How to Read a Novel by John Sutherland
|How to Read a Novel by John Sutherland|
|Reviewer: Sue Magee|
|Summary: Not a book about how to read but about how to read well - how to chose wisely and not be propelled into buying books you won't enjoy. Time invested in this book will be repaid in every book you read in the future.|
|Buy? Yes||Borrow? Yes|
|Pages: 288||Date: August 2007|
Books are my passion and my business so it's hardly surprising that I started How to Read a Novel - A User's Guide as soon as I removed it from the packaging. Ten minutes later I was still reading and hadn't even thought that it might be easier if I sat down.
Unsurprisingly this isn't a book about how to read a novel; after all, if you couldn't read how could you read the book? It's about how to get the most out of your reading, right from deciding what sort of book you want to buy, deciphering the title, reading the hidden messages on the cover, putting the novel in context and even whether or not a review can help you. It's the sort of background information which every informed book buyer should have at their fingertips. His chapter on Fiction - a four-minute history is worth the cover price alone. This is a book about reading well.
Did you know that when book salesmen visit bookshops it's the covers they take, not the books? Covers, you see, are what sell books. As a reviewer I've often lamented the fact that covers have been too chick-lit for my tastes and don't reflect the contents. I'd never have read Jodi Picoult or Jennifer Weiner if I'd gone by the cover alone, yet I enjoyed both books. It's me that's out of step though. A large proportion of the production costs for a book are invested in the cover and they're designed to appeal to the greatest number of people. John Sutherland will tell you how to read the signs and the subtle messages. You'll turn into quite a detective.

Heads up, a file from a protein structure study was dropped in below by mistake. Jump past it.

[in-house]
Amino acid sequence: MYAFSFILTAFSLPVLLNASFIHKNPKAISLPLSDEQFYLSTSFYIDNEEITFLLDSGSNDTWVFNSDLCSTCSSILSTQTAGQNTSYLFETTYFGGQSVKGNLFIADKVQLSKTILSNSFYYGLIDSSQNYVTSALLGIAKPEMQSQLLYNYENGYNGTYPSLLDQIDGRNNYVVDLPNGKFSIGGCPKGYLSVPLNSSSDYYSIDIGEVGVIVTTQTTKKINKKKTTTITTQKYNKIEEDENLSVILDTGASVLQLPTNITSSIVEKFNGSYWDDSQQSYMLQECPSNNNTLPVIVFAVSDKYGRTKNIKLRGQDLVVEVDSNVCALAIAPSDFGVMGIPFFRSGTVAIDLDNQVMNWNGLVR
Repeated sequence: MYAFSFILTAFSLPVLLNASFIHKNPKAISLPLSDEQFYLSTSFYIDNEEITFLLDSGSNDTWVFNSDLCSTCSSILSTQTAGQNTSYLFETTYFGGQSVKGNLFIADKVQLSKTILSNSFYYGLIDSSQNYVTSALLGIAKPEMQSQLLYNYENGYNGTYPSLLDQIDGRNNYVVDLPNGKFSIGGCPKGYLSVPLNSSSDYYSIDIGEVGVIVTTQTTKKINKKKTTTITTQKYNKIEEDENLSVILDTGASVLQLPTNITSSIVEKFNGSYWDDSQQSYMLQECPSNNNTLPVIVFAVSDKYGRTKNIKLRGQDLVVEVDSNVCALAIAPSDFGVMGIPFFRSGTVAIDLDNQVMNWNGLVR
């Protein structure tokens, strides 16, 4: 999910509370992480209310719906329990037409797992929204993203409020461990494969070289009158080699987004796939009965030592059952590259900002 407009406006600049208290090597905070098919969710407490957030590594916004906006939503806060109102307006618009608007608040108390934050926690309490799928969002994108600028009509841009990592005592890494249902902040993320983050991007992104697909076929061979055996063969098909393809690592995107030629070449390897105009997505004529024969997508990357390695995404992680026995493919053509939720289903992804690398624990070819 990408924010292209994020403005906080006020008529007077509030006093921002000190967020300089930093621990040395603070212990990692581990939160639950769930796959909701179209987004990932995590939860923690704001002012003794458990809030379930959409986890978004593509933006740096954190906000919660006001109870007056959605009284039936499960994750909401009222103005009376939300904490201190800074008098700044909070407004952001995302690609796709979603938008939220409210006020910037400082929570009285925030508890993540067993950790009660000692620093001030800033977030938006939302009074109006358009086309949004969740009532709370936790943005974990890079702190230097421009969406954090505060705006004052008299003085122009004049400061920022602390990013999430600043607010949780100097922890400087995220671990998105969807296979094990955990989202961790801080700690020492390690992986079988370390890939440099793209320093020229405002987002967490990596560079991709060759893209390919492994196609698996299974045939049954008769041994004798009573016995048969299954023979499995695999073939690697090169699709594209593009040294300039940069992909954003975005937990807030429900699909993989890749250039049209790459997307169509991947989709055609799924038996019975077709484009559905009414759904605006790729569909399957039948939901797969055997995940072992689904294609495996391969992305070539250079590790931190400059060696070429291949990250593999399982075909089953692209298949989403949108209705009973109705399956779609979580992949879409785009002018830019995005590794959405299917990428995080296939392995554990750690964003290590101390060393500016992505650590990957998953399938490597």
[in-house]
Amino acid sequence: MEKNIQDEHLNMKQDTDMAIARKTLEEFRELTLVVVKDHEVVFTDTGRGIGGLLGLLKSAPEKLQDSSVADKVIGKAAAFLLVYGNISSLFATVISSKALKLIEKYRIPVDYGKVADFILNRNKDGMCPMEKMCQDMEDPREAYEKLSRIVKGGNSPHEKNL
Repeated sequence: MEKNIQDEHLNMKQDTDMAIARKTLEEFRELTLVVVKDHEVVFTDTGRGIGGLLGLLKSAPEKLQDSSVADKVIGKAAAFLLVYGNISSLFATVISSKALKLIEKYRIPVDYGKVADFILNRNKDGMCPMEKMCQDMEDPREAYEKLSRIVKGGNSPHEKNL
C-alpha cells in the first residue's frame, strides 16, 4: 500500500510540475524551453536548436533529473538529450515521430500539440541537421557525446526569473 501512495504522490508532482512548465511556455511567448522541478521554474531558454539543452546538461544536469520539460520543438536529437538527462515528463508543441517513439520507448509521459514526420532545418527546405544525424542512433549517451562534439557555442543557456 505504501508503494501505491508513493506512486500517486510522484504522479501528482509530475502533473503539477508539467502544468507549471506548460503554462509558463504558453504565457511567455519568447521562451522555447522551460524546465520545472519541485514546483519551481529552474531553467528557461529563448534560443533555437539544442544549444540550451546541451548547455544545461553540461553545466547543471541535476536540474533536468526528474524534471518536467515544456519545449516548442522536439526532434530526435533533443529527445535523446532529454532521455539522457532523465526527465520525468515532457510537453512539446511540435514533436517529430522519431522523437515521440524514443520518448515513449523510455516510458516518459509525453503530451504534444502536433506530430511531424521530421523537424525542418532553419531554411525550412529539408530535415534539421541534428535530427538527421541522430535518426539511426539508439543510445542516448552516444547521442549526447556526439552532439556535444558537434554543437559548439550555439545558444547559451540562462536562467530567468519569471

Does this sound like an awful lot of work just to read books? Well, I wouldn't call it hard work, but it is time well spent. A few hours reading this book will change the way that you look at every book in the future. It could save you from making expensive mistakes or wasting time in reading (or starting) books which are ultimately going to prove unfulfilling. The herd instinct which propels you into buying the latest must-read book will have gone. It's a wonderful exposé of the wiles of the publishing industry, too.
This isn't an easy read, but it's very fulfilling. Sutherland tackles some complex topics, such as intertextuality and makes them accessible because he's a born communicator with a witty and engaging style. He's so obviously enthusiastic about books that you want to go along with him for the ride. I'm certainly glad that I did!
This is a truly important book.
I'd like to thank the publishers for sending this book to The Bookbag.
For another book about books you might like to try Ex Libris by Anne Fadiman.
You can read more book reviews or buy How to Read a Novel by John Sutherland at Amazon.co.uk.
You can read more book reviews or buy How to Read a Novel by John Sutherland at Amazon.com.
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I'll get it - I am a sucker for all these 'what's behind the design' stuff.